Abstract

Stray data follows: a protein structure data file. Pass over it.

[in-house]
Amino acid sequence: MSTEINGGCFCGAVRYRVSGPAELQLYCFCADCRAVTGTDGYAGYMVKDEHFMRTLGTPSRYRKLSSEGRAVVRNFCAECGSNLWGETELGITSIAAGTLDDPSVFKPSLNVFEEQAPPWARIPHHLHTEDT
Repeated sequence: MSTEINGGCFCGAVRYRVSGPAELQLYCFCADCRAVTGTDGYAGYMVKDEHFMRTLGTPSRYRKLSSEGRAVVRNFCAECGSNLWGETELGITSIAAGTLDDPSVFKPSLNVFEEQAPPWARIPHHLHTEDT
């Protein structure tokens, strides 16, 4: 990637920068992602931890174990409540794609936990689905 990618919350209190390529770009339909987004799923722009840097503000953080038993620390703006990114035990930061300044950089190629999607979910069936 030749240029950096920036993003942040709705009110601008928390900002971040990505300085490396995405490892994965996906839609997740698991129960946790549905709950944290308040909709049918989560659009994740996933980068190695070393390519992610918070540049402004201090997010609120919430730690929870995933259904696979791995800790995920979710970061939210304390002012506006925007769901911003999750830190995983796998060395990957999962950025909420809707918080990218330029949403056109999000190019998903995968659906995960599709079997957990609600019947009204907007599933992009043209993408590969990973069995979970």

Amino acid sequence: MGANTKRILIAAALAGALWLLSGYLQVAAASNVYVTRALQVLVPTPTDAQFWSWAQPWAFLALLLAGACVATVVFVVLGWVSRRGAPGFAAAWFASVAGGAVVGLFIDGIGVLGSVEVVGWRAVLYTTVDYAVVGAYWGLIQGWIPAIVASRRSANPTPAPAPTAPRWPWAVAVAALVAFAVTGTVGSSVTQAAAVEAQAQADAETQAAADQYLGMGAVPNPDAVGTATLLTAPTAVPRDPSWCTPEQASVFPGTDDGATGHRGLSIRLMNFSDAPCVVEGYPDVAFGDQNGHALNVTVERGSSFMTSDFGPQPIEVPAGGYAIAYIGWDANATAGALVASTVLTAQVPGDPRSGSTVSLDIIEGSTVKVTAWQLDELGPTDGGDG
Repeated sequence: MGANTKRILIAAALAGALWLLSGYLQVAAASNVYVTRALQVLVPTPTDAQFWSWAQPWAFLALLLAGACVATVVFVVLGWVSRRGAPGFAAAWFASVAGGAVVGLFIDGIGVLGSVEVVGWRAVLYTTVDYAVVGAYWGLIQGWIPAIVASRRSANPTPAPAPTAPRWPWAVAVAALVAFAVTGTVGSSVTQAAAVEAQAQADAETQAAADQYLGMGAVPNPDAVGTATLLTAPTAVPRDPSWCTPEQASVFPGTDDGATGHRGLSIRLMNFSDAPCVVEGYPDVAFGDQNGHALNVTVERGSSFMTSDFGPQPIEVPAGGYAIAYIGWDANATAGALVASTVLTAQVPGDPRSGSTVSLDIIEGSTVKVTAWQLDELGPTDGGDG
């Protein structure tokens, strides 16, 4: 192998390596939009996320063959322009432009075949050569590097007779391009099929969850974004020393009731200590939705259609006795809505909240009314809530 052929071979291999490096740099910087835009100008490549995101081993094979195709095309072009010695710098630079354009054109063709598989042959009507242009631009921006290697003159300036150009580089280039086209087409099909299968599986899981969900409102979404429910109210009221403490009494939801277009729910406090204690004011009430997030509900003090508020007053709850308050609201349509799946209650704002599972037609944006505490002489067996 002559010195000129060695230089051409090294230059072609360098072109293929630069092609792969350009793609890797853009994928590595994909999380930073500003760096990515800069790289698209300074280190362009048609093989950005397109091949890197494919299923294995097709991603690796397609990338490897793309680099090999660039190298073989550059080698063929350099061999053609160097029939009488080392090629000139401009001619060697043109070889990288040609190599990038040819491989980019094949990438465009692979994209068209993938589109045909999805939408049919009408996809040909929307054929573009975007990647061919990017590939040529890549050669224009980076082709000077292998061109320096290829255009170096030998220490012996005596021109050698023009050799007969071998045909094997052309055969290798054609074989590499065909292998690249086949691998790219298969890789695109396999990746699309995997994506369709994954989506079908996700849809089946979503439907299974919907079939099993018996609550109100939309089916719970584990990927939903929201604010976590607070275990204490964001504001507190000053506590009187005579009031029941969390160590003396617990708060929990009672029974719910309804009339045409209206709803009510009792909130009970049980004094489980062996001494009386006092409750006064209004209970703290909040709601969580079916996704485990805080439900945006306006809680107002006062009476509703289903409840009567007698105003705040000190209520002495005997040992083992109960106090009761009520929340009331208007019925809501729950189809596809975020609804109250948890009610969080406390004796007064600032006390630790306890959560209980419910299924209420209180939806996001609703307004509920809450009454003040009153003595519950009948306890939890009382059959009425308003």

Lead, zinc and arsenic mobilization/attenuation processes during interactions between smelter slag and water show differences depending on the origin of the slag. The studied samples, waste from ore and car-battery processing, were submitted to long-term (365 days) batch leaching at two different initial pH values. The leachate analyses were input to the EQ3NR speciation-solubility code to speciate the solutions and determine the degree of saturation with respect to different phases, and a mineralogical investigation was made of the newly formed phases. An ‘oxidizing’ scenario can be proposed for slag waste disposal, considering that cerussite (PbCO3) at pH >6 becomes a major solubility-controlling phase for Pb, and newly formed hydrous ferric oxides (HFO –common secondary phases under oxidizing conditions) efficiently adsorb As. No efficient scavenging mechanism was found for Zn, which was progressively leached from the slag and in particular from the ore-processing slag. Quenched glass-rich slag from old car-battery processing was found to release significant amounts of Pb, especially in acidic environments. Neither slag would therefore be suitable for recycling for civil engineering purposes. Conversely, extremely low releases of Pb, Zn and As were observed for recent car-battery processing slag, which could therefore be considered for road construction.

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